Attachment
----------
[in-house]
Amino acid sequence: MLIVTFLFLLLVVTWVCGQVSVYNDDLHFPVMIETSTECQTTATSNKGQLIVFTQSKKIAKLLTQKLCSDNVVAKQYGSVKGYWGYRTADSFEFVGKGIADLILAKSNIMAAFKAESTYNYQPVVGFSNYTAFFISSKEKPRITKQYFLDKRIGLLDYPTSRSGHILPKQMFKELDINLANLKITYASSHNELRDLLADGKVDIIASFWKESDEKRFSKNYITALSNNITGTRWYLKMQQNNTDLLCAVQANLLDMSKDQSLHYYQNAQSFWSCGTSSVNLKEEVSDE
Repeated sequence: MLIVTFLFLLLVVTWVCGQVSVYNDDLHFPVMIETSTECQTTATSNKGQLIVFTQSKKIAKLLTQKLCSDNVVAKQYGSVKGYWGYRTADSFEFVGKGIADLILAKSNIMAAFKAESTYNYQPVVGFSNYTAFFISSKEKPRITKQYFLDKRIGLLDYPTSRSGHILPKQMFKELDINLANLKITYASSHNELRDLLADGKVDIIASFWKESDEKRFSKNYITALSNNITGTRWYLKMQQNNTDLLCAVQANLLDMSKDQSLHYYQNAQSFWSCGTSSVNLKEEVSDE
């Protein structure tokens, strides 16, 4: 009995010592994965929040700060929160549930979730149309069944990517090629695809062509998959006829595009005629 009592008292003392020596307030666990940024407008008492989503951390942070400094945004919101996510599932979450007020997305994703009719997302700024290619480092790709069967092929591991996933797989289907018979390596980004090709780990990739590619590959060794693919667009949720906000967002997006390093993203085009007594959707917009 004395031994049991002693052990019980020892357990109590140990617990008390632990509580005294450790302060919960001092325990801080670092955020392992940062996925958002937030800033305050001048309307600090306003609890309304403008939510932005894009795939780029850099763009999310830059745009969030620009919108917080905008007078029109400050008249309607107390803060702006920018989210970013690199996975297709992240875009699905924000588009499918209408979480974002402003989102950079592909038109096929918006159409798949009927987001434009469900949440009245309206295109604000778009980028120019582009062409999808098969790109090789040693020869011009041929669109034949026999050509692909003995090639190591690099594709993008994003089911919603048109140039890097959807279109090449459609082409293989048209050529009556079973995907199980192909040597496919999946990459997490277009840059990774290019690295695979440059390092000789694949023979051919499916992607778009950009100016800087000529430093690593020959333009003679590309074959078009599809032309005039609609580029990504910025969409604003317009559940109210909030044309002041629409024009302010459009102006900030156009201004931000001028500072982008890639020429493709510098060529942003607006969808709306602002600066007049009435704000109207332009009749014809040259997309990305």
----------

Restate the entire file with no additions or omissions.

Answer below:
[in-house]
Amino acid sequence: MLIVTFLFLLLVVTWVCGQVSVYNDDLHFPVMIETSTECQTTATSNKGQLIVFTQSKKIAKLLTQKLCSDNVVAKQYGSVKGYWGYRTADSFEFVGKGIADLILAKSNIMAAFKAESTYNYQPVVGFSNYTAFFISSKEKPRITKQYFLDKRIGLLDYPTSRSGHILPKQMFKELDINLANLKITYASSHNELRDLLADGKVDIIASFWKESDEKRFSKNYITALSNNITGTRWYLKMQQNNTDLLCAVQANLLDMSKDQSLHYYQNAQSFWSCGTSSVNLKEEVSDE
Repeated sequence: MLIVTFLFLLLVVTWVCGQVSVYNDDLHFPVMIETSTECQTTATSNKGQLIVFTQSKKIAKLLTQKLCSDNVVAKQYGSVKGYWGYRTADSFEFVGKGIADLILAKSNIMAAFKAESTYNYQPVVGFSNYTAFFISSKEKPRITKQYFLDKRIGLLDYPTSRSGHILPKQMFKELDINLANLKITYASSHNELRDLLADGKVDIIASFWKESDEKRFSKNYITALSNNITGTRWYLKMQQNNTDLLCAVQANLLDMSKDQSLHYYQNAQSFWSCGTSSVNLKEEVSDE
């Protein structure tokens, strides 16, 4: 009995010592994965929040700060929160549930979730149309069944990517090629695809062509998959006829595009005629 009592008292003392020596307030666990940024407008008492989503951390942070400094945004919101996510599932979450007020997305994703009719997302700024290619480092790709069967092929591991996933797989289907018979390596980004090709780990990739590619590959060794693919667009949720906000967002997006390093993203085009007594959707917009 004395031994049991002693052990019980020892357990109590140990617990008390632990509580005294450790302060919960001092325990801080670092955020392992940062996925958002937030800033305050001048309307600090306003609890309304403008939510932005894009795939780029850099763009999310830059745009969030620009919108917080905008007078029109400050008249309607107390803060702006920018989210970013690199996975297709992240875009699905924000588009499918209408979480974002402003989102950079592909038109096929918006159409798949009927987001434009469900949440009245309206295109604000778009980028120019582009062409999808098969790109090789040693020869011009041929669109034949026999050509692909003995090639190591690099594709993008994003089911919603048109140039890097959807279109090449459609082409293989048209050529009556079973995907199980192909040597496919999946990459997490277009840059990774290019690295695979440059390092000789694949023979051919499916992607778009950009100016800087000529430093690593020959333009003679590309074959078009599809032309005039609609580029990504910025969409604003317009559940109210909030044309002041629409024009302010459009102006900030156009201004931000001028500072982008890639020429493709510098060529942003607006969808709306602002600066007049009435704000109207332009009749014809040259997309990305």